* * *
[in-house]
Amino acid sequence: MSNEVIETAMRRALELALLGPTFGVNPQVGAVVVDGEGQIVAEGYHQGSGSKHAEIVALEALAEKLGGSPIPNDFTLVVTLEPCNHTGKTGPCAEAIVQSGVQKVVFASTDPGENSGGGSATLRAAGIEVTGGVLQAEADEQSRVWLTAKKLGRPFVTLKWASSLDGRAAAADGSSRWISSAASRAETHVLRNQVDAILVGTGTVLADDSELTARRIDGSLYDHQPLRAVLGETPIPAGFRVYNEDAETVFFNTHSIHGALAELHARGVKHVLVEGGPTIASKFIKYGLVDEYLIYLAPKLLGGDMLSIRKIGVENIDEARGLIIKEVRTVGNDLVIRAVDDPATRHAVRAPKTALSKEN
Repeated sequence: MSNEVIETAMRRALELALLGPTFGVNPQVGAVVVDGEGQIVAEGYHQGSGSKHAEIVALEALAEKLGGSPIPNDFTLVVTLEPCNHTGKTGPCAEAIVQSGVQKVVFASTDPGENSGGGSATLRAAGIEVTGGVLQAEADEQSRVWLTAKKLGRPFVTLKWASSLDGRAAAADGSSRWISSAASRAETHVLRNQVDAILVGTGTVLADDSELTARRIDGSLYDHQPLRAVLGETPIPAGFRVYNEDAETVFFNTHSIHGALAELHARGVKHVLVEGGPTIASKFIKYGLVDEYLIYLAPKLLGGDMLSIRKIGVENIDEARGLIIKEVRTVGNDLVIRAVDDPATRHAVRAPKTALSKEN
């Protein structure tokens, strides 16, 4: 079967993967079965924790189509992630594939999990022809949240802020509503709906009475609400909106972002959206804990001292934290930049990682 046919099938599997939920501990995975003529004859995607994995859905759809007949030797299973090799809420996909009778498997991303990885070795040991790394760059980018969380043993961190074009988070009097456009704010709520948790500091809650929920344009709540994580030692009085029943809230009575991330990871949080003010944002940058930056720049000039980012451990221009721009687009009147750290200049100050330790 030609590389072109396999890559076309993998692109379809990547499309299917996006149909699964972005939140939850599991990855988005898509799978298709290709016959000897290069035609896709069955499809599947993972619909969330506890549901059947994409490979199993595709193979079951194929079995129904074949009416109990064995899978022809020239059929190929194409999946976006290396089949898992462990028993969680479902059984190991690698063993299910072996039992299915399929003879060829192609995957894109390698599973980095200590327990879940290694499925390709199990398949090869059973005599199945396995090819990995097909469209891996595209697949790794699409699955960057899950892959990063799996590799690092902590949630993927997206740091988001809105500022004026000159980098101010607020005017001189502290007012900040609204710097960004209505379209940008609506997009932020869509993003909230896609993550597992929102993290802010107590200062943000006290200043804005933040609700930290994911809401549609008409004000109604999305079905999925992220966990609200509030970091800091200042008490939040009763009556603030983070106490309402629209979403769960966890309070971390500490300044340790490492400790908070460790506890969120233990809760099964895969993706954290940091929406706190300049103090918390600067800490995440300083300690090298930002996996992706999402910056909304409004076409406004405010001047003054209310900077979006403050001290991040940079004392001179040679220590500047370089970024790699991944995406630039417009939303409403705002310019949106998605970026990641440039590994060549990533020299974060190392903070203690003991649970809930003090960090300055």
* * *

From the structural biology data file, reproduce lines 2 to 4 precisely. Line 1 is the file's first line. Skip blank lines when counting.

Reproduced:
Amino acid sequence: MSNEVIETAMRRALELALLGPTFGVNPQVGAVVVDGEGQIVAEGYHQGSGSKHAEIVALEALAEKLGGSPIPNDFTLVVTLEPCNHTGKTGPCAEAIVQSGVQKVVFASTDPGENSGGGSATLRAAGIEVTGGVLQAEADEQSRVWLTAKKLGRPFVTLKWASSLDGRAAAADGSSRWISSAASRAETHVLRNQVDAILVGTGTVLADDSELTARRIDGSLYDHQPLRAVLGETPIPAGFRVYNEDAETVFFNTHSIHGALAELHARGVKHVLVEGGPTIASKFIKYGLVDEYLIYLAPKLLGGDMLSIRKIGVENIDEARGLIIKEVRTVGNDLVIRAVDDPATRHAVRAPKTALSKEN
Repeated sequence: MSNEVIETAMRRALELALLGPTFGVNPQVGAVVVDGEGQIVAEGYHQGSGSKHAEIVALEALAEKLGGSPIPNDFTLVVTLEPCNHTGKTGPCAEAIVQSGVQKVVFASTDPGENSGGGSATLRAAGIEVTGGVLQAEADEQSRVWLTAKKLGRPFVTLKWASSLDGRAAAADGSSRWISSAASRAETHVLRNQVDAILVGTGTVLADDSELTARRIDGSLYDHQPLRAVLGETPIPAGFRVYNEDAETVFFNTHSIHGALAELHARGVKHVLVEGGPTIASKFIKYGLVDEYLIYLAPKLLGGDMLSIRKIGVENIDEARGLIIKEVRTVGNDLVIRAVDDPATRHAVRAPKTALSKEN
């Protein structure tokens, strides 16, 4: 079967993967079965924790189509992630594939999990022809949240802020509503709906009475609400909106972002959206804990001292934290930049990682 046919099938599997939920501990995975003529004859995607994995859905759809007949030797299973090799809420996909009778498997991303990885070795040991790394760059980018969380043993961190074009988070009097456009704010709520948790500091809650929920344009709540994580030692009085029943809230009575991330990871949080003010944002940058930056720049000039980012451990221009721009687009009147750290200049100050330790 030609590389072109396999890559076309993998692109379809990547499309299917996006149909699964972005939140939850599991990855988005898509799978298709290709016959000897290069035609896709069955499809599947993972619909969330506890549901059947994409490979199993595709193979079951194929079995129904074949009416109990064995899978022809020239059929190929194409999946976006290396089949898992462990028993969680479902059984190991690698063993299910072996039992299915399929003879060829192609995957894109390698599973980095200590327990879940290694499925390709199990398949090869059973005599199945396995090819990995097909469209891996595209697949790794699409699955960057899950892959990063799996590799690092902590949630993927997206740091988001809105500022004026000159980098101010607020005017001189502290007012900040609204710097960004209505379209940008609506997009932020869509993003909230896609993550597992929102993290802010107590200062943000006290200043804005933040609700930290994911809401549609008409004000109604999305079905999925992220966990609200509030970091800091200042008490939040009763009556603030983070106490309402629209979403769960966890309070971390500490300044340790490492400790908070460790506890969120233990809760099964895969993706954290940091929406706190300049103090918390600067800490995440300083300690090298930002996996992706999402910056909304409004076409406004405010001047003054209310900077979006403050001290991040940079004392001179040679220590500047370089970024790699991944995406630039417009939303409403705002310019949106998605970026990641440039590994060549990533020299974060190392903070203690003991649970809930003090960090300055």